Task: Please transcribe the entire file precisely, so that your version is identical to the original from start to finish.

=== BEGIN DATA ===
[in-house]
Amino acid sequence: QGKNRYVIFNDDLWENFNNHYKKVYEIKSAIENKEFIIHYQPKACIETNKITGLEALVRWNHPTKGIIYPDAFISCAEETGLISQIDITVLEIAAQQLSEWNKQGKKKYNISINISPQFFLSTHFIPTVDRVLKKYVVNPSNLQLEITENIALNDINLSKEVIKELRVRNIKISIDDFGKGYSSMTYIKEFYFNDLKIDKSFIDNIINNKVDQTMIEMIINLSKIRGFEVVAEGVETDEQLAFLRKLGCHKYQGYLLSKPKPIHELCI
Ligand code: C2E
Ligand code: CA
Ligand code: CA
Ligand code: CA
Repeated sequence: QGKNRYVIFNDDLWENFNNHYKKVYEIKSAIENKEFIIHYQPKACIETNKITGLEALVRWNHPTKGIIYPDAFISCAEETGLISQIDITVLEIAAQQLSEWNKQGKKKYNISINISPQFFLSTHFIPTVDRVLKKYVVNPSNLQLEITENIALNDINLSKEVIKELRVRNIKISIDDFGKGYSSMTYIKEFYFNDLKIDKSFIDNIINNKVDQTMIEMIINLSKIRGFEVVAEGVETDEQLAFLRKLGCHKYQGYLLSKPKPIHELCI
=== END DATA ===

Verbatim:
[in-house]
Amino acid sequence: QGKNRYVIFNDDLWENFNNHYKKVYEIKSAIENKEFIIHYQPKACIETNKITGLEALVRWNHPTKGIIYPDAFISCAEETGLISQIDITVLEIAAQQLSEWNKQGKKKYNISINISPQFFLSTHFIPTVDRVLKKYVVNPSNLQLEITENIALNDINLSKEVIKELRVRNIKISIDDFGKGYSSMTYIKEFYFNDLKIDKSFIDNIINNKVDQTMIEMIINLSKIRGFEVVAEGVETDEQLAFLRKLGCHKYQGYLLSKPKPIHELCI
Ligand code: C2E
Ligand code: CA
Ligand code: CA
Ligand code: CA
Repeated sequence: QGKNRYVIFNDDLWENFNNHYKKVYEIKSAIENKEFIIHYQPKACIETNKITGLEALVRWNHPTKGIIYPDAFISCAEETGLISQIDITVLEIAAQQLSEWNKQGKKKYNISINISPQFFLSTHFIPTVDRVLKKYVVNPSNLQLEITENIALNDINLSKEVIKELRVRNIKISIDDFGKGYSSMTYIKEFYFNDLKIDKSFIDNIINNKVDQTMIEMIINLSKIRGFEVVAEGVETDEQLAFLRKLGCHKYQGYLLSKPKPIHELCI